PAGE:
Mason’s School of Business ‘at the forefront of business for good’
Posted: May 31, 2018 at 2:42 pm, Last Updated: May 31, 2018 at 2:47 pm
In July 2012, George Mason University President Ángel Cabrera committed the university to supporting the United Nations Global Compact, which calls on institutions to align with universal principles on human rights, labor and environment, and to take actions that advance societal goals.
That commitment took a further step recently, when George Mason, led by the School of Business, gained “Champion” status in the Principles for Responsible Management Education (PRME), which is part of the Global Compact.
PRME focuses on developing students who will work for a sustainable global economy, and incorporating into academic activities the values of global social responsibility and leadership.
“If you look around the world, there are big problems,” said Anne Magro, the School of Business’ associate dean for academic affairs. “PRME is part of an agreement among all the countries of the world and 1,300 businesses that we are committed to solving those problems and working together to do it.”
“Our commitment to PRME,” she said, “really puts us at the forefront of business for good.”
Mason’s PRME core team, charged with driving Mason’s commitment consists of Magro, associate professor of business and PRME liaison Lisa Gring-Pemble, and Rick Hess, associate director, accreditation and assessment.
To gain “Champion” status, Mason, a member of the PRME Advisory Council, had to show the Foundation for the Global Compact the steps it will take to advance its goals.
“If what we’re trying to do is develop responsible citizens in a global environment, we need to make sure our students and colleagues are thinking about the broader and long-term impact of what we do in business,” School of Business dean Maury Peiperl said. “We have to make sure the calculus is longer term, and not merely ‘how can I make a lot of money?’ ”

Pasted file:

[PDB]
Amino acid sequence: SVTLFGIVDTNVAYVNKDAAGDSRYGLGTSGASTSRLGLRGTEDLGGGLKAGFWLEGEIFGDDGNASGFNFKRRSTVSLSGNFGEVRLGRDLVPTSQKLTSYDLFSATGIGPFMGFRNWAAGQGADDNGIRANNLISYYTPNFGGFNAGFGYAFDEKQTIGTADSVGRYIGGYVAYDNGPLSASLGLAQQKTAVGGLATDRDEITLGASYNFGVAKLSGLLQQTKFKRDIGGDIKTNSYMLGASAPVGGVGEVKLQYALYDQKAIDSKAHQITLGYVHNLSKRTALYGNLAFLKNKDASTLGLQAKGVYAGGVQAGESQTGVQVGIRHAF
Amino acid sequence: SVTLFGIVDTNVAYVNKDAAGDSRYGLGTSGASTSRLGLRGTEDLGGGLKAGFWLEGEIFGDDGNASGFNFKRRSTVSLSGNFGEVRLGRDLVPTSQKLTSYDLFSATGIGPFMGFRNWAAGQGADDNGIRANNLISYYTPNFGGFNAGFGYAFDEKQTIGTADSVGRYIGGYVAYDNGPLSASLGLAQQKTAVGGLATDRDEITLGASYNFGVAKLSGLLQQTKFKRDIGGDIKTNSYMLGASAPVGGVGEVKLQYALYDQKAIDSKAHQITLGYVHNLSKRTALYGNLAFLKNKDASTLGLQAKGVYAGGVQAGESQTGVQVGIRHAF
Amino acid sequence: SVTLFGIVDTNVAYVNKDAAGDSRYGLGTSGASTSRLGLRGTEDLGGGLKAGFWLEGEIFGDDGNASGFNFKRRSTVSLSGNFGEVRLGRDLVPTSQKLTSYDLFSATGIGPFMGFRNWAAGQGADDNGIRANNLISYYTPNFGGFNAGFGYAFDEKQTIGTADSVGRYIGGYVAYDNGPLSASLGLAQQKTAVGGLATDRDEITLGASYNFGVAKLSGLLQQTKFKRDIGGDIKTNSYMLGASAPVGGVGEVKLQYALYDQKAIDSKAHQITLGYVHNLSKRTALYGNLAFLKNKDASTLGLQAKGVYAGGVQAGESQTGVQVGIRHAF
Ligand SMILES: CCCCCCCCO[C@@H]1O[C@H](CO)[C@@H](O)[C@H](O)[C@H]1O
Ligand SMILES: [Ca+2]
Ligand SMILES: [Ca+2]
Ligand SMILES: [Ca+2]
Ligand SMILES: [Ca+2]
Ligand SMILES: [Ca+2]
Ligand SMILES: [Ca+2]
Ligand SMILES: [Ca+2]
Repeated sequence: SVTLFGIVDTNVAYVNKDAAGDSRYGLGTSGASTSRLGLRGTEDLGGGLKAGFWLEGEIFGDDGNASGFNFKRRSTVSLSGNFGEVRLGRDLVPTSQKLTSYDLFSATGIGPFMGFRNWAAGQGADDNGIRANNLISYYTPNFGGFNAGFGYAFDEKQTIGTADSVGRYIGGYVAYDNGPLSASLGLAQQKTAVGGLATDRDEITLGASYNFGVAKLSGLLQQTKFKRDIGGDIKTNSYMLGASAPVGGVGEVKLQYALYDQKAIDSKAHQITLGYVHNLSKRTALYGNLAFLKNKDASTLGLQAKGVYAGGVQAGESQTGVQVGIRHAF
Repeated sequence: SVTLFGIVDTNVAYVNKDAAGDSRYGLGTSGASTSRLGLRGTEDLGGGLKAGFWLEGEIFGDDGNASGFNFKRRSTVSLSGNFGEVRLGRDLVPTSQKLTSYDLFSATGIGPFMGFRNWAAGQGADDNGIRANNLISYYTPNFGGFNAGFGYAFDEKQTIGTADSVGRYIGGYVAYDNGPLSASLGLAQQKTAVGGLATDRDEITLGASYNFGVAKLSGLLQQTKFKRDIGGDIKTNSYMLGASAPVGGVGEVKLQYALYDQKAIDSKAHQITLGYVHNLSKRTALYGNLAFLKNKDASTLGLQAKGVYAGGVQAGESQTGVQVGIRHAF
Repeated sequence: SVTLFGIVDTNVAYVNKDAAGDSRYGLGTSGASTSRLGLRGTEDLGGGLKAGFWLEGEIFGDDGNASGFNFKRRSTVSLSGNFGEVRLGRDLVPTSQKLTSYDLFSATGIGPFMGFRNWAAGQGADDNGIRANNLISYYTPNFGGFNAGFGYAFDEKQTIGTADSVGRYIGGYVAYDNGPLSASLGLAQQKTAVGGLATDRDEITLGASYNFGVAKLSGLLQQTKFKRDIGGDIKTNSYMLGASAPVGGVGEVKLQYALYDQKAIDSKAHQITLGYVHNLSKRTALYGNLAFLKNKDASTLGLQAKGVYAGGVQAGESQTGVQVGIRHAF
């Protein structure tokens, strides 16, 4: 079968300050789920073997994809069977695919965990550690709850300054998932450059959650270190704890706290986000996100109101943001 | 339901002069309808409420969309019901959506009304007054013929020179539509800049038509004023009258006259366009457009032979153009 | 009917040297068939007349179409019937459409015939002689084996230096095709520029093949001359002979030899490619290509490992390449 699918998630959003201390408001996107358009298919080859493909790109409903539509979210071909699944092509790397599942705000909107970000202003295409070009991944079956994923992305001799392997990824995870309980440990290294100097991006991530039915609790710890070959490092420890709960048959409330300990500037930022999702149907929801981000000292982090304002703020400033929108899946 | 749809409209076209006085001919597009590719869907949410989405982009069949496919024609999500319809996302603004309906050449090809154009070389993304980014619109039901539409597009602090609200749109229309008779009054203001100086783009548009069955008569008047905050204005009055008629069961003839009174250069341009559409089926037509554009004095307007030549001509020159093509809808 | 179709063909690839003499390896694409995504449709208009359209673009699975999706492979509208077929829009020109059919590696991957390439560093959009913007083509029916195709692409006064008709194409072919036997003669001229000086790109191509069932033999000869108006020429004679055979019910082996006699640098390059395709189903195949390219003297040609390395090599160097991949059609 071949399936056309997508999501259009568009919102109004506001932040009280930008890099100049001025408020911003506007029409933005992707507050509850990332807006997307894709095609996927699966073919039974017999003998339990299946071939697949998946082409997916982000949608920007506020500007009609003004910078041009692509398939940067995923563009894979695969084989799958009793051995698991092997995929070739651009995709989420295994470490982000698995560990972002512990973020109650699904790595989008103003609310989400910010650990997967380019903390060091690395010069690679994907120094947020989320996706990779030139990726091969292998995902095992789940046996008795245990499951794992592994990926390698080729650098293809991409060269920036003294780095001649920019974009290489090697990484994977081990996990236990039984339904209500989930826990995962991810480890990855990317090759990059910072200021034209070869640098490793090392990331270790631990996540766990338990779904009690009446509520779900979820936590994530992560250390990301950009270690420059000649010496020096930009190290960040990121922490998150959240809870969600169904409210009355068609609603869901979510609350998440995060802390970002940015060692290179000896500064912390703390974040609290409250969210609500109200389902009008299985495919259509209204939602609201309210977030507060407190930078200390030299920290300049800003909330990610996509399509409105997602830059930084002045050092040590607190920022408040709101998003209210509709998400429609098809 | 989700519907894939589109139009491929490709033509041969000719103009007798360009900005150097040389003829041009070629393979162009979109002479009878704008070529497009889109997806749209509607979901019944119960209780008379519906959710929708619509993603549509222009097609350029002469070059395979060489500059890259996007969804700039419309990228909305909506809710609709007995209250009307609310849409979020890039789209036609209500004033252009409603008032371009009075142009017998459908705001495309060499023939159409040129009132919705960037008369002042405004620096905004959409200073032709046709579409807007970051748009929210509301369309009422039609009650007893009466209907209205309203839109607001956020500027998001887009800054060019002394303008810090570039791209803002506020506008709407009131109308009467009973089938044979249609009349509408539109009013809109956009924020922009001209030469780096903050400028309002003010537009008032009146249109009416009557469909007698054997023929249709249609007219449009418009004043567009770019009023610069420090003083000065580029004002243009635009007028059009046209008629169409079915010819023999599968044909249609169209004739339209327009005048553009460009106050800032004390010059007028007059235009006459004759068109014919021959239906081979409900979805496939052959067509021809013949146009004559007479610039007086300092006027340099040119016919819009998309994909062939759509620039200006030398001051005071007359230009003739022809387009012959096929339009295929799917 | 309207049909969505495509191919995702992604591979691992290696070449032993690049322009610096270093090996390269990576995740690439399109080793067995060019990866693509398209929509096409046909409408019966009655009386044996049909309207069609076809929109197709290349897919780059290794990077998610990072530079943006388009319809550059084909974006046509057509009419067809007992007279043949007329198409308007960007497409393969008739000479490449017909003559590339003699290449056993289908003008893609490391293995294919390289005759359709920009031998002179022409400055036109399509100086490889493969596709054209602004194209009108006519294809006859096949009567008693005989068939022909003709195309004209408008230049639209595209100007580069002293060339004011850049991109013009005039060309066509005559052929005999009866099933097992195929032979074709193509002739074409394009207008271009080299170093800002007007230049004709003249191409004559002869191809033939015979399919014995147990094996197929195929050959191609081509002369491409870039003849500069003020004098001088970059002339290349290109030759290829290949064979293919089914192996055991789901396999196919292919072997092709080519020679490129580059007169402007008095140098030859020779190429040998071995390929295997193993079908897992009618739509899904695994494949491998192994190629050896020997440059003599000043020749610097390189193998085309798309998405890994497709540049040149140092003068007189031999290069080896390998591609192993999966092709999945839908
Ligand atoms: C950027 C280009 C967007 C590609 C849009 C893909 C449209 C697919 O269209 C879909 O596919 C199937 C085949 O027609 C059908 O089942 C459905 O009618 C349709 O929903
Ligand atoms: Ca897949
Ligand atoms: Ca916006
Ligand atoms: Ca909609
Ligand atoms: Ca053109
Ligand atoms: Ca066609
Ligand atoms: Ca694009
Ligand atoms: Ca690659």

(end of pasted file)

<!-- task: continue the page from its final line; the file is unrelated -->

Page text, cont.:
Mason’s entrepreneurship minor encourages students to connect with other disciplines to leverage their abilities to make an impact in the world. It has an active study-abroad program and the Honey Bee Initiative, which partners with external organizations in South America.
Its Business Foundations curriculum offers five sequenced courses that introduce students to global, professional, historical and legal contexts of business.
Gring-Pemble’s Social Impact and Entrepreneurship class (MGMT 454) is an example of how sustainable development goals can be incorporated into a curriculum.
The course investigates the historical context of social entrepreneurship, and over spring break took students to Colombia, where they explored coffee, brown sugar and chocolate businesses that had what Gring-Pemble called a “triple bottom line”; they were profitable, benefitted the community and helped improve the environment.
Students also visited three communities in the Santander region, where Mason’s Honey Bee Initiative helps educate people about selling honey from their own apiaries and encourages local government to support the effort.
“This is what PRME is all about,” Gring-Pemble said. “It’s a different perspective, looking at the world and other measures of business success. Is it a reduction in food insecurity? Is it a reduction in poverty? Is it an increase in gender equity? It’s a shift in the way we evaluate the performance of business.”
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